UK construction plant fire claims double

Pandemic-related construction project delays led to a surge in plant fire claims in the second and third quarter of 2020, according to data from specialist engineering and technology insurer, HSB.

These operational fires were due to increased hydraulic hose failures and electrical faults; a sign that plant and equipment was being worked harder. Hose failure fires often occur if the hydraulic fluids are sprayed onto hot working parts of equipment. In addition, running plant with constantly low fluid levels can also present a substantial risk of fire and damage.

John Nicholls, construction product lead at HSB, commented: “Our claims data provides a clear indication that the pandemic has impacted on the number of plant fire claims we have seen. As construction sites re-mobilised after the first lockdown and contractors sought to steer projects back on schedule, plant was worked harder than usual; placing additional stress on working parts and electrical systems. With projects typically operating to tight deadlines, the repercussions of out of action equipment can be costly. “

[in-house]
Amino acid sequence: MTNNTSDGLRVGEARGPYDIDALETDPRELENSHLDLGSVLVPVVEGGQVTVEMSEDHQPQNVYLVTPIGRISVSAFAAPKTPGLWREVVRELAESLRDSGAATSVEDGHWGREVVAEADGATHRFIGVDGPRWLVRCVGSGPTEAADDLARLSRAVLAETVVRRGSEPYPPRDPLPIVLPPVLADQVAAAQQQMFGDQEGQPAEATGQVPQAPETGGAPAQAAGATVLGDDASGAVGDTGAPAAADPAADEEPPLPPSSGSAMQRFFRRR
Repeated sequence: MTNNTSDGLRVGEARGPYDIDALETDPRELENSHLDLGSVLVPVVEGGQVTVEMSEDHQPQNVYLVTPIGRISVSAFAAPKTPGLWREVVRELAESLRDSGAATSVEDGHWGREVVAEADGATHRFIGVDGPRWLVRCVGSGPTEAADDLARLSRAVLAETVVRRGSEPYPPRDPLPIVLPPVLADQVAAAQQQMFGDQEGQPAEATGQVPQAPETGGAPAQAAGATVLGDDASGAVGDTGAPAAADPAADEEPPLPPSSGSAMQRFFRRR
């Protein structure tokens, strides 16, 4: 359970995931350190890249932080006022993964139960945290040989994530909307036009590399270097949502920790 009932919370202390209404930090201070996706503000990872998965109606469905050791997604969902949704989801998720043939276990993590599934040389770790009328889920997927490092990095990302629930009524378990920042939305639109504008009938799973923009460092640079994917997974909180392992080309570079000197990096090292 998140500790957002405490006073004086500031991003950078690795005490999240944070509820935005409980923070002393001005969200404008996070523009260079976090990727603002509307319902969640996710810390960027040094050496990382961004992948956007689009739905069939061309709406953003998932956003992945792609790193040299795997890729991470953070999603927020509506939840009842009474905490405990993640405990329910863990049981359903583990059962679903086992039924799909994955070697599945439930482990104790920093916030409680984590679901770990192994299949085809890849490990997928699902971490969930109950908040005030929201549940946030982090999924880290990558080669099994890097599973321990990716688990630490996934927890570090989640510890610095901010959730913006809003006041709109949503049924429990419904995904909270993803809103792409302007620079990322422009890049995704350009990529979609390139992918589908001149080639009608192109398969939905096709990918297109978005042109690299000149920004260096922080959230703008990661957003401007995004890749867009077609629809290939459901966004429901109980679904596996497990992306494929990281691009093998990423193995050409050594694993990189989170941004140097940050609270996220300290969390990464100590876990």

Regular visual inspections of working parts, hydraulic lines, fluid levels, the engine bay, electrical system and electrical control coupled with scheduled maintenance can mitigate the risk of operational fires occurring.

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